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Who was the fastest runner in Baseball in the 1960s?

 article about fastest runner in baseball
Great baseball story by Tom Boswell, journalist/Post and one of the premier baseball
experts and baseball historians.

 article about fastest runner in baseball
Back around 1961, it was widely believed that the fastest runner in baseball was either Mickey Mantle, center fielder for the Yankees or Pedro Ramos, fastball pitcher for the long suffering Washington Senators.

The Senators in the 20s, won a World Series for the Senators and fastballer Walter Johnson is ranked as the best pitcher in the history of baseball. Too bad there weren't radar guns back then. Some hitters who faced both Johnson and fastballer and Hall of Famer, Bob Feller, said that Johnson's fastball was faster. Walter Johnson was from rural Maryland and a high school in Rockville, Md. is named after him. It is called Walter Johnson High School. I wonder how many high schools are named after baseball
players?

OF course there is a high school named after a football player: O.J. Simpson High School..........NOT!

Speedster Pedro Ramos, pitcher for the Senators, was maybe the fastest runner in baseball. He was born in Cuba. When asked how he got to be so fast, he said, "Well, I grew up on a farm in Cuba, and when a farm animal got loose, my job was to run him down and catch him," he said smiling.

So rather than leave the issue of the fastest in baseball to speculation, a race was set up.

The Yankees were in Washington and catcher Clint Courtney ( the only catcher I know of who wore glasses) set up a race between Ramos and Mantle in Washington's Griffith Stadium in D.C.

Here's were it gets interesting.......
Now Mantle was known for his exceptional acceleration. His drag bunt from the left side was almost impossible to stop. He was already moving toward first base slightly when he made contact. I saw him hit in DC and saw his drag bunt.

Also, Pedro Ramos' speed was taken advantage of by the Senators. When the Senators needed a sacrifice fly score with a guy on third base, Ramos was the pinch runner.

I wonder if there was any other pitcher in the history of baseball who was used as a pinch runner.

For obvious reasons, he was not used to steal bases.

So, Washington catcher, whom I remember, organized a 100 yard race in Griffth Stadium
between Mantle and Ramos.

Now, everyone knew that Mantle was incredible at acceleration and that Pedro Ramos could fly after got up to full speed.

So Clint Courtney, knowing that Ramos was better at acceleration, Courtney secretly measured 110 yards instead of 100, to give Ramos more time to get into 5th gear. Clever. They finally raced and, wouldn't you know it....In the last few yards, Ramos pulled ahead and won by about a foot and a half!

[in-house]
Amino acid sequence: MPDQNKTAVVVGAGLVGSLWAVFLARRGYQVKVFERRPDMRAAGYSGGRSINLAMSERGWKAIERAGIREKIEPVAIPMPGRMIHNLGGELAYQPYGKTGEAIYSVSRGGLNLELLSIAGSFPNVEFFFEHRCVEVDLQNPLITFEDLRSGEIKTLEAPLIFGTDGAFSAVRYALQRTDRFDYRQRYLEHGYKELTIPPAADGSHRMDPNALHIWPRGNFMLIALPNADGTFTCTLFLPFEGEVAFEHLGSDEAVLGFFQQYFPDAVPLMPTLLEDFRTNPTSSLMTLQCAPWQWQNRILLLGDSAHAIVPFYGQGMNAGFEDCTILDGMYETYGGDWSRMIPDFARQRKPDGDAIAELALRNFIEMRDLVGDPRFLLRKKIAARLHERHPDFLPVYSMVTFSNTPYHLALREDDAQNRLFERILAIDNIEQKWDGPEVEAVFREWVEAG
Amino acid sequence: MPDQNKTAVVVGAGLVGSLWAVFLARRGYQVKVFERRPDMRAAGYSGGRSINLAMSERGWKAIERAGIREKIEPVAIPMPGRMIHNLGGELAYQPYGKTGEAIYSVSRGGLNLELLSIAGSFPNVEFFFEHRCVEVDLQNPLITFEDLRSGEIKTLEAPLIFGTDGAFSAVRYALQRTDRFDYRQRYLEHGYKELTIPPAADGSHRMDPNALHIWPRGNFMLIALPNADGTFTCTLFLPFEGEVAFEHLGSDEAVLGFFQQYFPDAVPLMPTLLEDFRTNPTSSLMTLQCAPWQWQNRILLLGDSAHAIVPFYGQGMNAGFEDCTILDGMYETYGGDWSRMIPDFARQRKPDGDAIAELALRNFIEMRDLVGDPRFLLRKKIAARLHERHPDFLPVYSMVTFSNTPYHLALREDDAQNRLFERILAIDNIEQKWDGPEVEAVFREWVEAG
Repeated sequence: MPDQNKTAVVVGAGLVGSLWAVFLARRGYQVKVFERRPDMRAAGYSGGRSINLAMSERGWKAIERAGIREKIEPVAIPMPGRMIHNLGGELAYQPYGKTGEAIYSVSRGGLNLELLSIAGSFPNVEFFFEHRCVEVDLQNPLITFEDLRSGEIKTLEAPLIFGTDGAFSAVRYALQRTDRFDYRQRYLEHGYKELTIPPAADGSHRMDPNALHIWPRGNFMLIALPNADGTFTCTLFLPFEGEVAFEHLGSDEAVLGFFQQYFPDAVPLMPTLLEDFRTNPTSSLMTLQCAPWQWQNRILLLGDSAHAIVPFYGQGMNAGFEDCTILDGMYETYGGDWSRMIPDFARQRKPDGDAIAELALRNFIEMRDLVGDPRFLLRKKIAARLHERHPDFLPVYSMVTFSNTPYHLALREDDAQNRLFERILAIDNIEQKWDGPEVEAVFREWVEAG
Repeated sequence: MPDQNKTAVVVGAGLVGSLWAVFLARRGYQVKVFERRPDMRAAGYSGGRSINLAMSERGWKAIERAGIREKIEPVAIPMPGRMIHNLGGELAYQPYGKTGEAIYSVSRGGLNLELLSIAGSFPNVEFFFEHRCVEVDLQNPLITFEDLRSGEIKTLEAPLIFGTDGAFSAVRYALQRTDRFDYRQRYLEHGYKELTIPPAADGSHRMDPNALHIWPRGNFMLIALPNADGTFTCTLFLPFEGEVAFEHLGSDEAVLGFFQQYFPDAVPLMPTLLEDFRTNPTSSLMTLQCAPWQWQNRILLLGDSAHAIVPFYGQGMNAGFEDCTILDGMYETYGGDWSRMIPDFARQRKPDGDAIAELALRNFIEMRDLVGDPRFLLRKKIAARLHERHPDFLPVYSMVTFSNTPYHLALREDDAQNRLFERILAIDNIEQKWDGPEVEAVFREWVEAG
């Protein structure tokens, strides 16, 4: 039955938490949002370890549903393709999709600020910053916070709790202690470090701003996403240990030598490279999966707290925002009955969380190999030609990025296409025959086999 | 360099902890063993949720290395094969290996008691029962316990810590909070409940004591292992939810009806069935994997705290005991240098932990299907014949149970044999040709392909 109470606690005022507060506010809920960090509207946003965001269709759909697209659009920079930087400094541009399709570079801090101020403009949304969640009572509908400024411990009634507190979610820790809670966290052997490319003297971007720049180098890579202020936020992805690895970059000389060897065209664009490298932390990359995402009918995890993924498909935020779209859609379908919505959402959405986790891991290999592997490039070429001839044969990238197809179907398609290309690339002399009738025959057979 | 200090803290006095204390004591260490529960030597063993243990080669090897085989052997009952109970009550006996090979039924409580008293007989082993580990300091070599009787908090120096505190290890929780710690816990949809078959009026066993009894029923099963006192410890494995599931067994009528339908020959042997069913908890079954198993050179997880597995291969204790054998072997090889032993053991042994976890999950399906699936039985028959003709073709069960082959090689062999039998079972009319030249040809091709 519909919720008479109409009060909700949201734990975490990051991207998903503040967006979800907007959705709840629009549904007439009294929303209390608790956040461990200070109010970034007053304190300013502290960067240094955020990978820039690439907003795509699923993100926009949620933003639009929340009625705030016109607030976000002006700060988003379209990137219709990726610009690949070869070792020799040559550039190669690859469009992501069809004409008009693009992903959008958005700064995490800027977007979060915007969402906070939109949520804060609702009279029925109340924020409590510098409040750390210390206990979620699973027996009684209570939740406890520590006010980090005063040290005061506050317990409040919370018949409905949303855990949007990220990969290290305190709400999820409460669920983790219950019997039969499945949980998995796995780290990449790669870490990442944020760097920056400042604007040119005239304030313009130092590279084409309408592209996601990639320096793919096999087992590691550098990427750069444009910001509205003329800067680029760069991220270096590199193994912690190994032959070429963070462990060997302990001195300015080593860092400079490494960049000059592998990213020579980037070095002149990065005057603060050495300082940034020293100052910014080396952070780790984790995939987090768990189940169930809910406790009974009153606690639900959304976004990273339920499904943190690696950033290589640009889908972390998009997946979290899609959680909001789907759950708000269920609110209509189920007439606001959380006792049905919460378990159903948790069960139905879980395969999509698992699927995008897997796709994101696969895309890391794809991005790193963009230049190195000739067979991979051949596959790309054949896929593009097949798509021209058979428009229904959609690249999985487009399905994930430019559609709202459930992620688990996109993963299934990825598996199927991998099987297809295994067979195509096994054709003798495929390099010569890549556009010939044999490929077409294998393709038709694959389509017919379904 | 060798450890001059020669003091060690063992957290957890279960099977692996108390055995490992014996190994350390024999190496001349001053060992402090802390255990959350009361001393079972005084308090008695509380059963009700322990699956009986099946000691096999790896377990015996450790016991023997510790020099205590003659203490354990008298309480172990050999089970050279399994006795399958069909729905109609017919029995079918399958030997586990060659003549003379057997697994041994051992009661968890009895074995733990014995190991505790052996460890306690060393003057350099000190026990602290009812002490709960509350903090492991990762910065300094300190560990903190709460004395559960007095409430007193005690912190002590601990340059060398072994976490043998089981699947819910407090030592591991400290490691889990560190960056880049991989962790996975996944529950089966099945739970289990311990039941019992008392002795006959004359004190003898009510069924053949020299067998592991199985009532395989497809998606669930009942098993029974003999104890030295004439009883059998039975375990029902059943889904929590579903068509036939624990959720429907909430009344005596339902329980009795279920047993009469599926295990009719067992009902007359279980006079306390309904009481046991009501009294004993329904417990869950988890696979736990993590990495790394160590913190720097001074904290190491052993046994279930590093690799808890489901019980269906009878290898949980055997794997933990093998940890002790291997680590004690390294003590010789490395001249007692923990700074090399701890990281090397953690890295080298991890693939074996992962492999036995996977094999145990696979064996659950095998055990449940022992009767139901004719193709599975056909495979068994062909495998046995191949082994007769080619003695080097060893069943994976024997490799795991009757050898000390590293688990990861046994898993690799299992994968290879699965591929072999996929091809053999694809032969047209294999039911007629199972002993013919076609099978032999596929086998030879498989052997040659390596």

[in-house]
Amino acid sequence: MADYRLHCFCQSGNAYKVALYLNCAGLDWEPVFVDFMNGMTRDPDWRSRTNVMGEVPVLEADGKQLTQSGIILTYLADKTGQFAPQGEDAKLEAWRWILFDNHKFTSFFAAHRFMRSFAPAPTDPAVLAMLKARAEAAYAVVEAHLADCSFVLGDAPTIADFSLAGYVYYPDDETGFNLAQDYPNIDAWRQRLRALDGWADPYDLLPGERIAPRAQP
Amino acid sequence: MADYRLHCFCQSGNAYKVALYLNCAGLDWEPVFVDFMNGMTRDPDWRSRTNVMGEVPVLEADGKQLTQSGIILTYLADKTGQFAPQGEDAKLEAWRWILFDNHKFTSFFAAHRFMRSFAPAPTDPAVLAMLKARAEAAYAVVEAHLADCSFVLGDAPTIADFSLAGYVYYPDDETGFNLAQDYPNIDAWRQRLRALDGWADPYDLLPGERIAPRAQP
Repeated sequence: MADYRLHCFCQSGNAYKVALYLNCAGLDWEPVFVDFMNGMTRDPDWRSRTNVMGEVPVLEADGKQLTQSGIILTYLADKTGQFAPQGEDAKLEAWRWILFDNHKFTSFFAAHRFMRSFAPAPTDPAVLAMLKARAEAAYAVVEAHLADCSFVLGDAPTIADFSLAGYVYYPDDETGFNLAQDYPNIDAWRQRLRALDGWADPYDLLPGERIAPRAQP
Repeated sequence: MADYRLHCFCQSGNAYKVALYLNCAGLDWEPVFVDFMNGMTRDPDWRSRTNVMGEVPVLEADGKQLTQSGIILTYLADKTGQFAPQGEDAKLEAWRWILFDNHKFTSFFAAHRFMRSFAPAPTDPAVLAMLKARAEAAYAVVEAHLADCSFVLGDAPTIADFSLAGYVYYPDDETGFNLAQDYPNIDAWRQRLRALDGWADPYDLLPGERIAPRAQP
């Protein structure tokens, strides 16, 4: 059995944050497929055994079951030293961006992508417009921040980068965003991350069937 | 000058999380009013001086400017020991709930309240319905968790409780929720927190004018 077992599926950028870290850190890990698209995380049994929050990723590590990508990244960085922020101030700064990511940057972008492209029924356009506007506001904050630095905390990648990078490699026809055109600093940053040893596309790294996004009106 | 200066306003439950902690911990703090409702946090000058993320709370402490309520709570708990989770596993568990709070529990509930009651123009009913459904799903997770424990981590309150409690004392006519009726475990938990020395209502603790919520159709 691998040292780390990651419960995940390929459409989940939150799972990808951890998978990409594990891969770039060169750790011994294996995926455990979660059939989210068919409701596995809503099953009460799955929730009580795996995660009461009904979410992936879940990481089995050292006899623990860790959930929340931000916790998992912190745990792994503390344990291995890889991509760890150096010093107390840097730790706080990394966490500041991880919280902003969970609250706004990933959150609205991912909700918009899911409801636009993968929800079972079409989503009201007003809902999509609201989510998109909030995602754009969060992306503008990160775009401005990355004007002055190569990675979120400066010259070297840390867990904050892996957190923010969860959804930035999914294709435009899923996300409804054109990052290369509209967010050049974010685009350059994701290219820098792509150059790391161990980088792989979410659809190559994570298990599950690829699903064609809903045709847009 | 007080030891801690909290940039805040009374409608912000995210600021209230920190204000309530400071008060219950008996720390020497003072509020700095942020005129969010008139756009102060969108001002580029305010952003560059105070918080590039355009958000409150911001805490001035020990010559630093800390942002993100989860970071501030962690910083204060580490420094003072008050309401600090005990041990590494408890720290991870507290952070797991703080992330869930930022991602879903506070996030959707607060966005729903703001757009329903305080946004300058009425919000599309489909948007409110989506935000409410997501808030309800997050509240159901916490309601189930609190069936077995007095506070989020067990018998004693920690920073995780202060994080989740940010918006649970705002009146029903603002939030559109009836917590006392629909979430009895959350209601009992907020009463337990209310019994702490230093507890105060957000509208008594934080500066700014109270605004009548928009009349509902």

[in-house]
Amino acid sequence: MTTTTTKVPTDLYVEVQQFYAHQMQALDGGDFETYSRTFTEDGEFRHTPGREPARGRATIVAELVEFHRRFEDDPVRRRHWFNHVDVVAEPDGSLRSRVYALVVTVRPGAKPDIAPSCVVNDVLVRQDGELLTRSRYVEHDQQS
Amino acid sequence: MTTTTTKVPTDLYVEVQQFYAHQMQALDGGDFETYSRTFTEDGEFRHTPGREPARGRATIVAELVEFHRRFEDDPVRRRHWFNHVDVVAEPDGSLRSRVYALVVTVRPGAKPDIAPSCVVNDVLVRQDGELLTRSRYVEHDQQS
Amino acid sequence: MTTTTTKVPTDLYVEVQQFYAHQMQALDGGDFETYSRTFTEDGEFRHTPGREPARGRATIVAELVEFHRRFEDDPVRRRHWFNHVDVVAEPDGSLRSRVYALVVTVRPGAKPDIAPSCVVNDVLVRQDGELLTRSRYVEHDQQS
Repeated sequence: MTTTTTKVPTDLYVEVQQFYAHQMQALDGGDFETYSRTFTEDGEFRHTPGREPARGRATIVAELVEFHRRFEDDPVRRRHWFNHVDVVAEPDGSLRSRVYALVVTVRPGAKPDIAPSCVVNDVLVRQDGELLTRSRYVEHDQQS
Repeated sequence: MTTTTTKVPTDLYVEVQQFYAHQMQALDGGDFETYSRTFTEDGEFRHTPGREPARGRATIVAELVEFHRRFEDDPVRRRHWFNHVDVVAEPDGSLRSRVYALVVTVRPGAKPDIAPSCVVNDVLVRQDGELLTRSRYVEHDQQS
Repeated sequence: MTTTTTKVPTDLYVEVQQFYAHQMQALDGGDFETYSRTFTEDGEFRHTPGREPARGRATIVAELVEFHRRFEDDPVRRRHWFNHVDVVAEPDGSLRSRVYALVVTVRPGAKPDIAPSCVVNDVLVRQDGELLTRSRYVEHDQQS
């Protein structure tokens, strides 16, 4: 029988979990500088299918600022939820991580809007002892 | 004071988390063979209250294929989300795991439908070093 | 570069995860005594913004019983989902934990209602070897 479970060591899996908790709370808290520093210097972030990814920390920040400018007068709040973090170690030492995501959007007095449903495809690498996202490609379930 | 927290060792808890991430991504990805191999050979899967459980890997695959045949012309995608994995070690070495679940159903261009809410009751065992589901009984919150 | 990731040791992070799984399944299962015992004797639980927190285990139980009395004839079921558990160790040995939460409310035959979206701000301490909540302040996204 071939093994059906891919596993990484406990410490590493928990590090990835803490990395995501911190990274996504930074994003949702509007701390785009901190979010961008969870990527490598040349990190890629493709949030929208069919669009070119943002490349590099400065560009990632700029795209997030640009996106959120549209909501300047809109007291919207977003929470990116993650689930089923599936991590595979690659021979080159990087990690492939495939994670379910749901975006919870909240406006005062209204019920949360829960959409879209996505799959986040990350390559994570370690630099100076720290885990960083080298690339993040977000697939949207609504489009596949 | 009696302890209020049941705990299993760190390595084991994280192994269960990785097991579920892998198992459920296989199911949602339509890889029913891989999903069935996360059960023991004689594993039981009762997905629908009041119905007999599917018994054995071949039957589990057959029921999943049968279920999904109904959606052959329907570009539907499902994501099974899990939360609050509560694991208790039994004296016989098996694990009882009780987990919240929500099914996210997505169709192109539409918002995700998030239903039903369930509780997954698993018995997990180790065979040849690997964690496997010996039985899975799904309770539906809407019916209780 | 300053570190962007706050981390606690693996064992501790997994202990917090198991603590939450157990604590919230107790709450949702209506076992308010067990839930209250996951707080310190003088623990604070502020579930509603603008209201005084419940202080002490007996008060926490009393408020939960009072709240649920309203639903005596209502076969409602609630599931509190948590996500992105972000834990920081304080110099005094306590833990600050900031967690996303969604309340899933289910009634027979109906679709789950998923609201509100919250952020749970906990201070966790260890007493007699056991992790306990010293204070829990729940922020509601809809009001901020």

What should be mentioned is that, given Mantles acceleration from a stand still, he would be better at stealing bases and would be better at scoring from third on a sacrifice fly.

What is also impressive is that being so fast is especially impressive since Mantle was a great power hitter.

Another power hitter with great speed was Willie Mays of the San Francisco Giants at the time Mantle and Ramos played.

Unfortunately, in a game at Yankee Stadium, Mantle was chasing down a fly ball and his cleats got caught in a drainage grill. HE was injured and I don't know if that
permanently affected his running speed.

Mantle was very tough. He had severe abscesses on his leg but tried to hide it and play.

At some point in the game, blood soaked thru is uniform and was visible. He nearly fainted but wanted to continue to play.

He was also, an alcoholic and died of either liver or kidney cancer, I think.

He sometimes played inebriated.

He was a big womanizer and had sexual encounters under the stands at the stadium, according to his biography.

When he was emaciated from cancer, he said he had a message for children.

"
"In my life, I made a lot of stupid mistakes. In some ways, I wasted my life. Please don't live a life like mine."


Experts put Mantle as the 3rd greatest center fielder in baseball history behind
1. Willie Mays
2. Ty Cobb
(Joe Dimaggio is # 5 and Tris Speaker (1920s) was # 4 with a batting avg. of .345.

It should be noted that when both Mantle and Mays played at the same time.

In comparing Mantle and Mays (Mantle, AL, Mays NL)

#1 baseball analyst and historian, Bill James (Baseball Historical Abstract),
James says:

"Comparing Mays to Mantle, I would rate Mays ahead in 1951, Mantle ahead in
1952, 1953, when Mays was in the Army.
Mays in 54
Mantle ahead in 55 56 57 and
even in 58
Mays in 59 and 60.
Mantle in 61
Mays in 62 63 64 65 66

Mantle in 1967
and Mays in 1968
Mantle's best seasons, 56 57 and 61
were all better than Mays best season: 1965
Mays lifetime avg was .302
Mantle's was .298 "

Copyright. Sharvith Silver Spring. 2013


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